Over the weekend, a few of us were treated to an insightful lecture at Byculla’s Dr Bhau Daji Lad Museum — a venue that has been taking great efforts to bring down celebrated names and iconic collections from the art and cultural space from India and across the globe. Much needed for Mumbai’s cultural calendar.
Back to our evening, the subject at this lecture was the future of ethnographic museums, by Dr Kavita Singh, art historian and Associate Professor at the School of Arts and Aesthetics, JNU. Her repertoire of interests includes the history and politics of museum collections, chronicling the social history of Indian painting, and the application of narrative theory to art. Having attended a two-day workshop on Museum Studies by her, years ago, we were curious to hear more from this well-travelled, balanced voice in the world of Museology.
Dr Singh’s talk deliberated on the dilemmas that ethnographic museums face today, these having been created as a classical, European thought, were now moving away from their original character. She went on to spell out how this model will actually become the future for all museums. We were taken on a world tour of some of the finest museums – The Louvre, The British Museum, New York’s MET, and closer home, to ‘new’ country Singapore’s fine fascinating mix of museums. We were even exposed to the ultra-ambitious Saadiyat Cultural District, Abu Dhabi’s humongous plan, to re-plot the world’s art and cultural map, and not too far behind, our neighbour China’s intent to create 1,000 museums. You read right – One thousand.
Throughout this most engaging session, one’s mind kept getting saddled with thoughts about our museums. Where do we stand amid this global museum revolution where even structures (in several cases) are being promoted as pieces of art, and where the museum is viewed as an instrument for global positioning, a symbol of economic stability and power? It didn’t invite too many positive replies in the head.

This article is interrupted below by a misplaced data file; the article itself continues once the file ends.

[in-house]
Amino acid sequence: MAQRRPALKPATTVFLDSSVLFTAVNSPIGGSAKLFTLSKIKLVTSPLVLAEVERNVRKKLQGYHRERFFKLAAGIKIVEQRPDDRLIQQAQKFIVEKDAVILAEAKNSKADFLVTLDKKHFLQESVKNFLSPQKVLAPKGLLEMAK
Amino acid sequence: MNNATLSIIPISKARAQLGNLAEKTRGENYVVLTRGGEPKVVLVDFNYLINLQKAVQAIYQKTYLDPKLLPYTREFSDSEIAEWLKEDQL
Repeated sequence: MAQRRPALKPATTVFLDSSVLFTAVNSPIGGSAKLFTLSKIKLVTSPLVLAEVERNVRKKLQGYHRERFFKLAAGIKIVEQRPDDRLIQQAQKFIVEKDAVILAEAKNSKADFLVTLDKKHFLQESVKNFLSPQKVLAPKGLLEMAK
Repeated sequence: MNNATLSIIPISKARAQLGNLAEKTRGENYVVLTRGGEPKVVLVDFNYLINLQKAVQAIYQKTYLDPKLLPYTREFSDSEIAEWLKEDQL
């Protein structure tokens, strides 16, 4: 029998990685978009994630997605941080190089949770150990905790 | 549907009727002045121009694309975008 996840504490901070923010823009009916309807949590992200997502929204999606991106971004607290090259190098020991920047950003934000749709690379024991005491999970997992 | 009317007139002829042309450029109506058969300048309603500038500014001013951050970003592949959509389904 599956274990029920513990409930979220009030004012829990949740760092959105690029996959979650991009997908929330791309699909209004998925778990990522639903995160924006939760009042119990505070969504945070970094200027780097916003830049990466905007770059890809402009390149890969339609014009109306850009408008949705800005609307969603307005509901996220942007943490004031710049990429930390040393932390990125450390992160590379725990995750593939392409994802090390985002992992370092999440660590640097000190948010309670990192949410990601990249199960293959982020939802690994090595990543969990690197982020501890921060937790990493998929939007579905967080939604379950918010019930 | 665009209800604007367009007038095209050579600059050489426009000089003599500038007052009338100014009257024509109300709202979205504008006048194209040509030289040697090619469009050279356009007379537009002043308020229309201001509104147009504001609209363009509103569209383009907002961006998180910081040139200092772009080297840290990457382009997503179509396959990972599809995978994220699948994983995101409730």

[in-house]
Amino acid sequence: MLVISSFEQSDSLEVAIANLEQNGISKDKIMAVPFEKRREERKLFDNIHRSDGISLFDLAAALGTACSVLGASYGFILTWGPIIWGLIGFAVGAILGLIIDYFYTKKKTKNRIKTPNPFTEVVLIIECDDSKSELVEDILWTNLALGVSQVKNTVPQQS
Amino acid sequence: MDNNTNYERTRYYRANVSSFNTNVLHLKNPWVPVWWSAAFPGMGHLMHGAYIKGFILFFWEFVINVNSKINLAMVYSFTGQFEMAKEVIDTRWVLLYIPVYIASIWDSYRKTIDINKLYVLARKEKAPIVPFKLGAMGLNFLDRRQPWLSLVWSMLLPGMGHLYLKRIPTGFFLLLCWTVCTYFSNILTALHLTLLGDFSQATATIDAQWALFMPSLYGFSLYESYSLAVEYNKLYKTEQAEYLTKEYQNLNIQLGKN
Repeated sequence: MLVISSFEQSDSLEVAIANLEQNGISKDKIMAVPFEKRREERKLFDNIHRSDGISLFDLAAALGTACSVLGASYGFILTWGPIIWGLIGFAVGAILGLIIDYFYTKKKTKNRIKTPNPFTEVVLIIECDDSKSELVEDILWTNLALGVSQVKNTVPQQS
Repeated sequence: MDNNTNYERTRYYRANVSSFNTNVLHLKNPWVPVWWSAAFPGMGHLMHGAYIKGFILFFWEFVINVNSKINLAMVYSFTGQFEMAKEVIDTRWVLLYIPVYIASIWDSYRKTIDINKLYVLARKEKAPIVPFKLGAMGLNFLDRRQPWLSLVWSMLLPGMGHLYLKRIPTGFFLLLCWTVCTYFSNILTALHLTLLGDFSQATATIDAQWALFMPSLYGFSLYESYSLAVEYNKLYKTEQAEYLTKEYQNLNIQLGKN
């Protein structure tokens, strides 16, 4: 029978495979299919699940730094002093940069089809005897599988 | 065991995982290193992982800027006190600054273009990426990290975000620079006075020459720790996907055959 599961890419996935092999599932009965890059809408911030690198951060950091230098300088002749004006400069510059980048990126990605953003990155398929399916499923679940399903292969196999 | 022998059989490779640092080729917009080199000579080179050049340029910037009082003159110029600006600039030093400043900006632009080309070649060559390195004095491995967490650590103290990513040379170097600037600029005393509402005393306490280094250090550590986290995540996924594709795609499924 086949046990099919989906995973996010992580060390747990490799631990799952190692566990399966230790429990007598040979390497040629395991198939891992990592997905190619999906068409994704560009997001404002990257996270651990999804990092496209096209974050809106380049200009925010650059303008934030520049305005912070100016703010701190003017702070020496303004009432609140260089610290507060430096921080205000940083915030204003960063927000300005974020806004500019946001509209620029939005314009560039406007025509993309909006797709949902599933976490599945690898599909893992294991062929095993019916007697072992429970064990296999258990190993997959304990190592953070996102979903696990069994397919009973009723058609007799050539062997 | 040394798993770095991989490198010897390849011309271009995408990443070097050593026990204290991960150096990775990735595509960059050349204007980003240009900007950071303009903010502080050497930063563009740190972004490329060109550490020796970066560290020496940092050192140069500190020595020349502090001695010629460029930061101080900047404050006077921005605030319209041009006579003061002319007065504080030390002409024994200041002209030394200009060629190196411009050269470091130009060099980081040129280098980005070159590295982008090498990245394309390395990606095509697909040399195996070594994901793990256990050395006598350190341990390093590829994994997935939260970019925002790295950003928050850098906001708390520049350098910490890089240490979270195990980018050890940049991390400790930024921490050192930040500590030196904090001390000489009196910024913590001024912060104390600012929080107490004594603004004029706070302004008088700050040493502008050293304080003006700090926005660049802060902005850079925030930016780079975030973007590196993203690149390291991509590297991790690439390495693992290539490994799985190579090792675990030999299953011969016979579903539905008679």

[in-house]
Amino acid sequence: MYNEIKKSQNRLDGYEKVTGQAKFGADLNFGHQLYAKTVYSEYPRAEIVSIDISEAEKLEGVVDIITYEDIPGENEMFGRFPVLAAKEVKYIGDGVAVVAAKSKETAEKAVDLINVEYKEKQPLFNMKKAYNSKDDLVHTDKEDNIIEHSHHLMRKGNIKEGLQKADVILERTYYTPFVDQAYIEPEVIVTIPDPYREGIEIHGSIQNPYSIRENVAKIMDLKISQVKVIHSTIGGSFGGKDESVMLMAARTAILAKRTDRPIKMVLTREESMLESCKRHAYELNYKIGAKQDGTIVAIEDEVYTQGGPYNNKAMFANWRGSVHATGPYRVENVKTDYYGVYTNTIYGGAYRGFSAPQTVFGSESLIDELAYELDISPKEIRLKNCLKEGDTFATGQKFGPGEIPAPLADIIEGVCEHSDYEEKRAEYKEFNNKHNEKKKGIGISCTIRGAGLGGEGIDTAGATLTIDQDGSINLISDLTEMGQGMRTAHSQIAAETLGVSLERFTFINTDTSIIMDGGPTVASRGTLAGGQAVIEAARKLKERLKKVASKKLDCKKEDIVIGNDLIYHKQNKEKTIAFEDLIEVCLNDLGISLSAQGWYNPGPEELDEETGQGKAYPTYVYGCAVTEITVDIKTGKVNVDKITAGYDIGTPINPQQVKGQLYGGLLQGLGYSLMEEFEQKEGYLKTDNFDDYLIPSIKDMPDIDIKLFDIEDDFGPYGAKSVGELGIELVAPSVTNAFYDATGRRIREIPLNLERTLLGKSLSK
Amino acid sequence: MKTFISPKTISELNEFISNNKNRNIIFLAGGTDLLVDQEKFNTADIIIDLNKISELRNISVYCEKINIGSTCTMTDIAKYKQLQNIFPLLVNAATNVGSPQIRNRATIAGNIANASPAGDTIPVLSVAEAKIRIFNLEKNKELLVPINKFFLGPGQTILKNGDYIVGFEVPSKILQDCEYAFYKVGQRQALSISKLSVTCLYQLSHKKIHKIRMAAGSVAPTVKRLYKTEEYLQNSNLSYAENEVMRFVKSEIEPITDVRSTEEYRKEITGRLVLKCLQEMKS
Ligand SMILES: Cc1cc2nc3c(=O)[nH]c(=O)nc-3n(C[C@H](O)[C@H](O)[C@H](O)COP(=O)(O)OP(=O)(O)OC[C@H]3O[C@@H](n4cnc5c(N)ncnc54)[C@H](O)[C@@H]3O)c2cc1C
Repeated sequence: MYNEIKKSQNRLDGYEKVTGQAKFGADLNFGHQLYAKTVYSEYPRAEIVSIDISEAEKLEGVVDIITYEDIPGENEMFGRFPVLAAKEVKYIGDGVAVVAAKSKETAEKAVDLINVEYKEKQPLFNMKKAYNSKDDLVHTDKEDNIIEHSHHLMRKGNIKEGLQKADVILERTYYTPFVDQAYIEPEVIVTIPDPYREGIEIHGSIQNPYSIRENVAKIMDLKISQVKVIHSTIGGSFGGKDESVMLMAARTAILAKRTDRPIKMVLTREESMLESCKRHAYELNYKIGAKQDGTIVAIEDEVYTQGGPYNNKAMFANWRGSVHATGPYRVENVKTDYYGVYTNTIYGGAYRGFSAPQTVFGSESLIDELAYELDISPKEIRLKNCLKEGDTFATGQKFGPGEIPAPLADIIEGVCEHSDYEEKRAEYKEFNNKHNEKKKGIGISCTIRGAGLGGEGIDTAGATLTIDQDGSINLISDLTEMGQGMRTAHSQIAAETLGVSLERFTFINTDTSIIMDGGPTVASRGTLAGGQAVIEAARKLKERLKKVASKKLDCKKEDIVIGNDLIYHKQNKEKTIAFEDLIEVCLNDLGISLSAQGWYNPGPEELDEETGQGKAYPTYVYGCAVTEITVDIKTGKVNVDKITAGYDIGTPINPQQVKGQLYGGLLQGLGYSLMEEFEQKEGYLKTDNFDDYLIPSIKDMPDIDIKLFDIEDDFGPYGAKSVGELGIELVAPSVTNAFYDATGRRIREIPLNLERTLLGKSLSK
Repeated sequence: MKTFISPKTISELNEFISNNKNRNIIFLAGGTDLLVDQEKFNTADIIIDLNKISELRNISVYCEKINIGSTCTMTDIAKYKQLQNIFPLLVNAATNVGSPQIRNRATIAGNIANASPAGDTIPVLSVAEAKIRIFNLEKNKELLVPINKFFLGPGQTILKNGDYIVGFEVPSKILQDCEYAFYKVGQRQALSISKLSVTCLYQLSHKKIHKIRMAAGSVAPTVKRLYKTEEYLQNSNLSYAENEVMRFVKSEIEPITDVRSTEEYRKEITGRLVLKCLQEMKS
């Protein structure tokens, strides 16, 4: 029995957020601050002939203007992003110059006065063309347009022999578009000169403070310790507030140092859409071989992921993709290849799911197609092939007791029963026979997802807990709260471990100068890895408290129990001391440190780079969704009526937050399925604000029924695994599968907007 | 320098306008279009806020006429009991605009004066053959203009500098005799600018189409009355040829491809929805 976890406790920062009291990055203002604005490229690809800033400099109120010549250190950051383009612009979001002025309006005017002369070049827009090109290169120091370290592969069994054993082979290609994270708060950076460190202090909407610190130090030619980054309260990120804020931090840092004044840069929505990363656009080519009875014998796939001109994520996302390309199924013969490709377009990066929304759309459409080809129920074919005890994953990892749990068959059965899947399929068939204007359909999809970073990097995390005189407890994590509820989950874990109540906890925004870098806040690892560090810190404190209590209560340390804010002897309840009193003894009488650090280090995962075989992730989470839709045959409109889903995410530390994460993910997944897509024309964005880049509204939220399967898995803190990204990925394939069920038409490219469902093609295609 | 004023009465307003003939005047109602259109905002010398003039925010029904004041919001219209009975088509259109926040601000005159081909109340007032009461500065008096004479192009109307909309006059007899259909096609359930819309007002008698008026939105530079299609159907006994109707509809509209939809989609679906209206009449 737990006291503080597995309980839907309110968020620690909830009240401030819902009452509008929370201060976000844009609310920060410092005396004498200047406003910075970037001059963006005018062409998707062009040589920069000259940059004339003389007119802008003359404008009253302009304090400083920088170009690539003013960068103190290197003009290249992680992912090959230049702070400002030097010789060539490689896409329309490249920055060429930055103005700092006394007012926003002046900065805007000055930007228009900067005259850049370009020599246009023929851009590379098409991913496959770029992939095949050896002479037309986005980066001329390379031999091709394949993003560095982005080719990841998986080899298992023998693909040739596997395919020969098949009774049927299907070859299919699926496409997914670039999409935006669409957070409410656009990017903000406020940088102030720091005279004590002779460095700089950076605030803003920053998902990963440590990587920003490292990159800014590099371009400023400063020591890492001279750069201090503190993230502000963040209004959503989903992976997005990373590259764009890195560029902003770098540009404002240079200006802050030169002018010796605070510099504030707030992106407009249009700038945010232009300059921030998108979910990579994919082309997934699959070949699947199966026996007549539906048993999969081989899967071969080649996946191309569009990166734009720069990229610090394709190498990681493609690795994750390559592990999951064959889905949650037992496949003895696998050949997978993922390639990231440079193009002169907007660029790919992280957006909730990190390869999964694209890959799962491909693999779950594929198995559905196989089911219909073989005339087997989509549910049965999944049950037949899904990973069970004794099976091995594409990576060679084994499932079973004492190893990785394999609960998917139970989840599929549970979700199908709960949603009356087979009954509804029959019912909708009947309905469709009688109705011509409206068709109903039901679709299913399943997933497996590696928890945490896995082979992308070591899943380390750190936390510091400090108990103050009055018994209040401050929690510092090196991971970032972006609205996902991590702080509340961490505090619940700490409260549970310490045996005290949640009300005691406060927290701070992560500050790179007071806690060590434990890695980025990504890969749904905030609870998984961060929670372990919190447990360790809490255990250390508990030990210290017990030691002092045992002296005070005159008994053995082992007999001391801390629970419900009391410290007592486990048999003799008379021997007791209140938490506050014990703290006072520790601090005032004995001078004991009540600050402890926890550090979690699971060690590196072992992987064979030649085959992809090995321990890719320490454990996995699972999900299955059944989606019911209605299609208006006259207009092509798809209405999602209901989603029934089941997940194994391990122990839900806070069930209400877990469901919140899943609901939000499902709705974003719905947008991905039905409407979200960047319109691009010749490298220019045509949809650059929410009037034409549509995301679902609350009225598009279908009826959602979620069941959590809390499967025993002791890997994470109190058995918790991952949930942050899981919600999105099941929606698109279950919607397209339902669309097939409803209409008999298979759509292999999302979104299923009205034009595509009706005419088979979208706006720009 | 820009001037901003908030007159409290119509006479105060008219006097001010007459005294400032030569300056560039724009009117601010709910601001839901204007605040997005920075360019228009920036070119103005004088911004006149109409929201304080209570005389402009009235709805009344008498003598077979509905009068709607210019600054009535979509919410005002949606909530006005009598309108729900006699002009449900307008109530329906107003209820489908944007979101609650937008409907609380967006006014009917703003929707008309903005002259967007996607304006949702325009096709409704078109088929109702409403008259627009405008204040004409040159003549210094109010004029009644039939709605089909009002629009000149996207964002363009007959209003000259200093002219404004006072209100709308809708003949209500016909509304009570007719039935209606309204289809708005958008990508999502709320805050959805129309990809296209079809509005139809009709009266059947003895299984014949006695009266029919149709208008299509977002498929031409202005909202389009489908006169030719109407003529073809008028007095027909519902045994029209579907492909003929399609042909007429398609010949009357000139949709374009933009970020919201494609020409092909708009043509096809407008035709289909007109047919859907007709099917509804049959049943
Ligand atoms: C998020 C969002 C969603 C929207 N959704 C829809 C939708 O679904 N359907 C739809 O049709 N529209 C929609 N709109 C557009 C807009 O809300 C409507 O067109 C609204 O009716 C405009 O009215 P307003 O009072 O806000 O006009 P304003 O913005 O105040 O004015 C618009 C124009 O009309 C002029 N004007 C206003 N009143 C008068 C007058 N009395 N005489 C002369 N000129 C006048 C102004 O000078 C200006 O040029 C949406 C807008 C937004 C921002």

While the capital city, and the rest of our metros, to some extent, are managing to infuse new life into our museums with out-of-the-box ideas and with projects and avenues to bring in the youth, we need 360-degree support and backing to be on that world map. And, this change must start from within; engage citizens to make that trip to the museum, and importantly, we in our heads ought to change viewing it as an intimidating space filled with grey-haired scholars, retired folk or PhD hopefuls. The same perception holds for our libraries.
To quote the French social psychologist, sociologist, anthropologist, and inventor, Gustave Le Bon, “If one destroyed in museums and libraries… what would remain of the great dreams of humanity?” Strong words, these but true, nevertheless.
How wonderful it would to have museums that are open for longer hours? It would be an instant draw for the time-strapped, commute-bound Mumbaiite.
Or, what about transforming it into carnival-like space during the holiday season for our school kids to explore its treasures? Or even a pop-up cultural showcase of India’s rare textiles?
The ideas are aplenty. So are the minds keen to put plan into action. Now, for the real deal. We can’t wait.
— The writer is Features Editor, MiD DAY